Meningitis: Brain and Tubercular Meningitis Rosenie Essay

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Meningitis

Tubercular Meningitis
Rosenie Beausejour
Med-Life Institute
June 6th, 2013

Abstract
Tubercular Meningitis is a rare but infectious disorder caused by a bacterium. The name of the bacteria is mycobacterium tuberculosis. What happens is that the bacterium infects the meninges, which is the membrane that covers the Central Nervous System. When this happens, the membrane around the spinal cord and the brain becomes inflamed. Some risk factors may include having a history or AIDS, pulmonary tuberculosis and excessive alcohol use. Meningitis is a particularly dangerous infection because of the very delicate nature of the brain. Brain cells are some of the only cells in the body that, once killed, will not regenerate themselves. Therefore, if enough brain tissue is damaged by an infection, serious, life-long handicaps will remain.

Tubercular Meningitis
Tubercular Meningitis also known as Tuberculosis Meningitis or TB Meningitis is an infection. This disease is an infection of the meninges. The meninges are the system of membranes that envelops the central nervous system. Tubercular Meningitis is the most severe form of tuberculosis. It causes severe neurological deficits. In most cases, patients with Tubercular Meningitis die.
Tubercular Meningitis is a rare but infectious disorder caused by a bacterium. The name of the bacteria is mycobacterium tuberculosis. What happens is that the bacterium infects the meninges, which is the membrane that covers the Central Nervous System. When this happens, the membrane around the spinal cord and the brain becomes inflamed. Some risk factors may include having a history or AIDS, pulmonary tuberculosis and excessive alcohol use. Meningitis is a particularly dangerous infection because of the very delicate nature of the brain. Brain cells are some of the only cells in the body that, once killed, will not regenerate themselves. Therefore, if enough brain tissue is damaged by an infection, serious, life-long handicaps will remain.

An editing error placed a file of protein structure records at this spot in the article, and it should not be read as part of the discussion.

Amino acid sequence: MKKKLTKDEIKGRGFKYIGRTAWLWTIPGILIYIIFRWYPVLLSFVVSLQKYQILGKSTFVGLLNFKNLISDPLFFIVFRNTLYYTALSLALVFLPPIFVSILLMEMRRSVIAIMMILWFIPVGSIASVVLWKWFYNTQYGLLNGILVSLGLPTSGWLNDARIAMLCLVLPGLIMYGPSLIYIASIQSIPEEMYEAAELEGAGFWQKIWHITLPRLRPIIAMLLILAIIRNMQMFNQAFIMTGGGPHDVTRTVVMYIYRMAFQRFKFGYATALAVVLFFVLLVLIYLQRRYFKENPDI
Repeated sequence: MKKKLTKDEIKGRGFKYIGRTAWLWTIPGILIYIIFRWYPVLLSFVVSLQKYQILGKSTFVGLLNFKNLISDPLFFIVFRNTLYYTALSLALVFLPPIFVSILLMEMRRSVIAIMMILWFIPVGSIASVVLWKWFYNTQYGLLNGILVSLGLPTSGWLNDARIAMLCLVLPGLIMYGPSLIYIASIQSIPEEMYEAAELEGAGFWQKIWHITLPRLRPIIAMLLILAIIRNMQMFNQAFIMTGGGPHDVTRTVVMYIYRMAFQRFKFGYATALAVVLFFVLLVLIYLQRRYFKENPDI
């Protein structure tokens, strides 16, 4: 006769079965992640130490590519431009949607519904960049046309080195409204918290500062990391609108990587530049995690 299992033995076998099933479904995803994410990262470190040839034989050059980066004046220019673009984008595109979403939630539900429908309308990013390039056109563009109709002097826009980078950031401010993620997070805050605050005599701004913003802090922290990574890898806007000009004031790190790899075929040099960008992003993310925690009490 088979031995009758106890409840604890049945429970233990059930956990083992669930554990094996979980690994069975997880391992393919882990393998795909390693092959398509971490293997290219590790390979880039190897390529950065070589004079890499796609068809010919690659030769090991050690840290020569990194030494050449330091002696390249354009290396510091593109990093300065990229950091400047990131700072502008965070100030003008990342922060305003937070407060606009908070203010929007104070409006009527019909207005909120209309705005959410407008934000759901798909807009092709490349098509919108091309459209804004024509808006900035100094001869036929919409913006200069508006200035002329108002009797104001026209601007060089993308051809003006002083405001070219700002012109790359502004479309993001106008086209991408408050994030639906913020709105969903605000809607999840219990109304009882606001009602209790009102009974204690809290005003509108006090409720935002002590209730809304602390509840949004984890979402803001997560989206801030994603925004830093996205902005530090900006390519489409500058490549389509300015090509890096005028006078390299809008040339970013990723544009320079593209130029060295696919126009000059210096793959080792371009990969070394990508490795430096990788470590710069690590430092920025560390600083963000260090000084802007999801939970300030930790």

Tubercular Meningitis is a disease that can be passed from one person to the next. In most cases, people with Tubercular Meningitis believe they have the flu because of the symptoms that comes along with Tubercular Meningitis. TBM usually begins in the lungs and spreads to the brain and spinal cord. When the infections spread, that is where most the TBM symptoms begin to appear.
Tubercular Meningitis’ most common sign are headaches along with fevers. Other signs of Tubercular Meningitis are feeling unwell, tired, and irritable, not being able to sleep or eat properly, and gradually worsening headache. In the elderly, symptoms are even more subtle, often just drowsiness and feeling unwell. After a few weeks with tubercular meningitis, some more obvious symptoms appear such as vomiting, severe headache, the dislike of lights, neck stiffness and seizures.
To better understand how the infection affects the spinal and brain, one must understand the location and surrounding area of the brain and spinal cord. Because the brain is enclosed in the hard, bony case of the skull, any disease that produces swelling will be damaging to the brain. The skull cannot expand at all, so when the swollen brain tissue pushes up against the skull's hard bone, the brain tissue becomes damaged and may ultimately die. Furthermore, swelling on the right side of the brain will not only cause pressure and damage to that side of the brain, but by taking up precious space within the tight confines of the skull, the left side of the brain will also be pushed up against the hard surface of the skull, causing damage to the left side of the brain as well.
Another way that infections injure the brain involves the way in which the chemical environment of the brain changes in response to the presence of an infection. The cells of the brain require a very well-regulated environment. Careful balance of oxygen, carbon dioxide, sodium, calcium, potassium, and other substances must be…